Taking HR on the road
The advantage of cloud HR apps is that people outside of the office can use them with mobile devices, according to Greenbaum.
“Workforces are more mobile, more global,” Greenbaum said. “They’re more outside that firewall than they have been in the past. Having cloud-based HR allows the company to manage all those touchpoints easier, given the number of stakeholders.”
The growing mobile landscape has driven the growth of mobile HR applications by vendors such as SAP and Oracle, but also by smaller vendors such as London-based Arch Software’s HTML-based SAP e-forms for a range of HR processes.
Where there’s fast HCM software adoption
SaaS HCM applications have been around for 10 years and continue to gain in popularity, according to Connecticut- based research group Gartner’s report Impact of Cloud Computing on Human Capital Management Applications.
HR buyers continue to favor SaaS deployments over on-premises applications, according to Gartner, even though applications are in different stages of maturity and have varying adoption rates. The speed of initial deployment is one reason that adoption is growing, according to the report.
“Historically, the HCM market has been plagued with painful, lengthy and unsuccessful deployment cycles,” the report stated. “This has spurred buyers to investigate simpler, quicker and easier-to-use alternatives. With most HCM systems being deployed enterprise-wide, the SaaS model has also allowed customers to easily expand the number of users as organizations grow.”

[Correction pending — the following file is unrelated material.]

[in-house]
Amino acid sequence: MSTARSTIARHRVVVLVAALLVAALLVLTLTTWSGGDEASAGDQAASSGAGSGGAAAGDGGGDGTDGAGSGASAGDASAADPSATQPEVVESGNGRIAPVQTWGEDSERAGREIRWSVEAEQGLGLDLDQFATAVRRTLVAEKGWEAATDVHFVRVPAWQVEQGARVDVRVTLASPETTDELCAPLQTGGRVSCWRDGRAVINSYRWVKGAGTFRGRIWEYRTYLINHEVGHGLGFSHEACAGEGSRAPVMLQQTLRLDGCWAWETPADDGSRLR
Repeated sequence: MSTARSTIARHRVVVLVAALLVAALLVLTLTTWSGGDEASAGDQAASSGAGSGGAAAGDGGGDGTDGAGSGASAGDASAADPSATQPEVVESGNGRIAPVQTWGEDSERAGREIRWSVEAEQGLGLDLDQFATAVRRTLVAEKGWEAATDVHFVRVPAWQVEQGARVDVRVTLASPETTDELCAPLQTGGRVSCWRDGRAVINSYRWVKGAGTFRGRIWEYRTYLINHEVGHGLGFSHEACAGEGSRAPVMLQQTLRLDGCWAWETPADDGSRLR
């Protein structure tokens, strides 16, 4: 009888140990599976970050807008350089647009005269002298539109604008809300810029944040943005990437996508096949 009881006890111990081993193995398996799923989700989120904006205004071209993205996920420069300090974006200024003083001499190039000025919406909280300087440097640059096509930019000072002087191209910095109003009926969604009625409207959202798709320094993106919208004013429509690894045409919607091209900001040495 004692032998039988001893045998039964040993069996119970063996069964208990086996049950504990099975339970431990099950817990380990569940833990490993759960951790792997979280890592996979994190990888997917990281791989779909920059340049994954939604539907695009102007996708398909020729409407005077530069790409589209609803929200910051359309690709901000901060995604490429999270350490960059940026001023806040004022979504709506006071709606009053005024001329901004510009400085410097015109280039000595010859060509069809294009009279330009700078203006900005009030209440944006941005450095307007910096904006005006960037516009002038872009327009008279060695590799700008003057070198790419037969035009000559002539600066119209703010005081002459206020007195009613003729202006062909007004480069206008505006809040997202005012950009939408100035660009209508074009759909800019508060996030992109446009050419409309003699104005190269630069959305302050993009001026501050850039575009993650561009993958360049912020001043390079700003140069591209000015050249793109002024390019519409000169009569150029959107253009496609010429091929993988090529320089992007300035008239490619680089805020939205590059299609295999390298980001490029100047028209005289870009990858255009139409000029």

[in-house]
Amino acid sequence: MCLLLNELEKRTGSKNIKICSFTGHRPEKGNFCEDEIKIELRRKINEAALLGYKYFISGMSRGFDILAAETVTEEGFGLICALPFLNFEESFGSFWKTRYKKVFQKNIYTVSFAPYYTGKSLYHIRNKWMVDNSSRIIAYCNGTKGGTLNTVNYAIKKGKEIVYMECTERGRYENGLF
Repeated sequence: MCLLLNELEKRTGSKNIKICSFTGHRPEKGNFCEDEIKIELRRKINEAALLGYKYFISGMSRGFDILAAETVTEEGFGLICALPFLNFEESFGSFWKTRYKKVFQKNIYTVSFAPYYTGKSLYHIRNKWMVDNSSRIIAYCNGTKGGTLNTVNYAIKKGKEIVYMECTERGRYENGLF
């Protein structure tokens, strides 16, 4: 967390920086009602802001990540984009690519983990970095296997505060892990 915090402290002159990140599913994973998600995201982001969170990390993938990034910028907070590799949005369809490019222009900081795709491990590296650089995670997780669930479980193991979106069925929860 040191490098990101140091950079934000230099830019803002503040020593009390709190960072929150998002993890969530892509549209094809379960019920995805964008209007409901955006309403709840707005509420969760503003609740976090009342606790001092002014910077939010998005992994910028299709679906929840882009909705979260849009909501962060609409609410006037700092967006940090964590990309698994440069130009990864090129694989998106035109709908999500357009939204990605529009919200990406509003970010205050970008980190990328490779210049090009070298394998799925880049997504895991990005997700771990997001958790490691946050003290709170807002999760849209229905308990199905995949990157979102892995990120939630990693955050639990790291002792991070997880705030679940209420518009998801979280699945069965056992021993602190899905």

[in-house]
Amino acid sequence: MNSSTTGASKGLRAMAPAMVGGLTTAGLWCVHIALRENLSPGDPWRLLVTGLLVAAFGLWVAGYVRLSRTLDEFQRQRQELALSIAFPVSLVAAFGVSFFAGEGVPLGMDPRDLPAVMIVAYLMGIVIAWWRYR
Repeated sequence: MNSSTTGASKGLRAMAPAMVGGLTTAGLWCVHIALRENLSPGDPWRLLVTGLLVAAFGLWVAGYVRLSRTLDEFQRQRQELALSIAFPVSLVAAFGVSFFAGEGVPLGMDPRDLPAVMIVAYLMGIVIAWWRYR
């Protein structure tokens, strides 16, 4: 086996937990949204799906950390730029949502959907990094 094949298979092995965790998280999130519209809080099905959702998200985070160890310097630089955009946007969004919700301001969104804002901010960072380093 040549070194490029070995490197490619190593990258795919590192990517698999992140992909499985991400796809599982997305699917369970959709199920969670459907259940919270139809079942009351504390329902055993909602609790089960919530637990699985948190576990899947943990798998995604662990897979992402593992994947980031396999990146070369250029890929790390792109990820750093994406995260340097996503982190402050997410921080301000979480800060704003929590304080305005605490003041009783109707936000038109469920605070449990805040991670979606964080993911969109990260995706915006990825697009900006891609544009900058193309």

E-recruitment and talent management are the most common SaaS HR applications, according to Gartner. Roughly 70% to 80% of new recruiting and learning initiatives are deployed with on-demand applications, according to Gartner. SaaS applications for employee performance management have also taken off within the past two to three years.
But even though Gartner contends that trend will continue, it will not replace on-premises deployments entirely. On-demand “core” functions such as benefits and payroll administration features have had slower adoption rates, Gartner said.
Challenges to on-demand HR software adoption
Some of the same factors that are driving cloud computing, such as ease of deployment and low up-front costs, are driving cloud HR software adoption. Other factors are specific to the HR market, according to Gartner. For one, many HR applications have been around for a while, leading to a current “technology refresh” cycle in which some companies looking at costly upgrades and increasing support are considering new options, such as cloud applications.
Some of the inhibitors to adopting SaaS HR applications, according to Gartner, have to do with questions about the viability of some smaller vendors, data privacy, integration and security.
Gartner also noted that the total cost of ownership after three years could be higher with SaaS versus on-premises applications for large enterprises with large, well-established data centers.